Pushing boundaries

July 3rd, 2008

I’ve been searching for ways to encourage training participants to write their own manual, in real time, while taking part in a training program that they will later deliver to others. I can hear a whole lot of people out there thinking, ‘oh, that’s train-the-trainer’ stuff. For some reason the term ‘train-the-trainer’ leaves me cold and doesn’t quite capture the messy, organic, spontaneous and sometimes random way that training and learning merge. I’ve tried the training manual approach and it doesn’t work, so I’m looking for more participatory and dynamic approaches. So if anyone has any ideas I’d be most grateful.

So there I was going through my bookshelf looking for inspiration and I stumbled upon a couple of essays I wrote when I did my Masters. No wonder I ended up blogging when I submitted essays titled ‘Collecting Clouds – a conversation with myself about action research’. How pretentious! So I had a look to see what the 10-year-younger me wrote back in 1998. I was surprised to be reminded of setting up a discussion group for my fellow students. We were all course work students from across the country who came together only twice a year for a week at a time. The email discussion list was to help keep us connected in-between. Now I’d use a social networking site like collectiveX or ning.┬áSo even way back then I was ‘expanding the event horizon’ (hat tip to Matt Moore). Stay tuned for a podcast hosted by Matt Moore where Geoff Brown and I ramble on about facilitating and the unexpectedness of it all.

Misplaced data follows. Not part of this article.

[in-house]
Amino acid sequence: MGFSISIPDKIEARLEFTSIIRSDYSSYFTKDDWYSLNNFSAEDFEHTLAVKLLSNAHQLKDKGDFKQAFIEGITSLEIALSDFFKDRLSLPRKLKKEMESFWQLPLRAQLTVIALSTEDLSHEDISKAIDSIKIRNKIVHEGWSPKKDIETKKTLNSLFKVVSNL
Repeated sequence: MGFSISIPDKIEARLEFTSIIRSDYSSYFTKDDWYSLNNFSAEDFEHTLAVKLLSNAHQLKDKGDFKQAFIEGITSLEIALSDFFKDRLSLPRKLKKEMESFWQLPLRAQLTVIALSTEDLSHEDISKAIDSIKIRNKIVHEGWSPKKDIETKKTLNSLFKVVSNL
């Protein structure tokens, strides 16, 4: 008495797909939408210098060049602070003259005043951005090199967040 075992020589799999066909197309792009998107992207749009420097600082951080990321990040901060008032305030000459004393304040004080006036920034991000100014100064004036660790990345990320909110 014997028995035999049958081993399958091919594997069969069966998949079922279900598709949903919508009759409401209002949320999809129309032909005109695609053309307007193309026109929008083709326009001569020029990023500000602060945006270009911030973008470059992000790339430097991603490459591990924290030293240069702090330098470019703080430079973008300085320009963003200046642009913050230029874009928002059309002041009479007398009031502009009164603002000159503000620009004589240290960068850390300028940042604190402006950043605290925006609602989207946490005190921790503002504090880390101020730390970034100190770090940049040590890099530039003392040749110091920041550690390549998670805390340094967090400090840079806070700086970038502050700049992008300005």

2 Comments so far

  1. Johnnie Moore on July 6, 2008 8:35 pm

    Hi Viv, I’ve been thinking about something similar. I notice how resistant I am to creating manuals about facilitation. I’ve also noticed people often assume that the way they choose to record something is a good way for others to understand it. (For me, that’s most apparent when people start drawing me diagrams to explain something). So I like the idea of inviting participants to create their own record/stimulus whatever. (I’m reluctant to call it a training manual.)

    Maybe one could offer some kind of reflective activity like: what are the most memorable things you’ve learnt and how did you learn them? (Perhaps set the frame pretty wide so it could embrace stuff like learning to ski or sing or how to deal with a difficult boss, not just conventional work stuff). Bearing that in mind, what would be a good way to help embody what you’ve learnt so far…

    Would be interested to hear where you go with this, Viv.

  2. Viv McWaters on July 7, 2008 5:06 pm

    Thanks Johnnie – I’m in the midst of a two-day facilitation training as I write this. I’ve provided participants with a blank, personalised not book to write their own process notes. I’ll be interested to see how they use this tomorrow. Today we went to another space to do some improv and action methods and a few said they were getting anxious to get back to their note books to write down what we’d done. I like your suggestion to set a wide frame and come at learning from a completely different activity. I’ll try that one! And I’ll update how it work.

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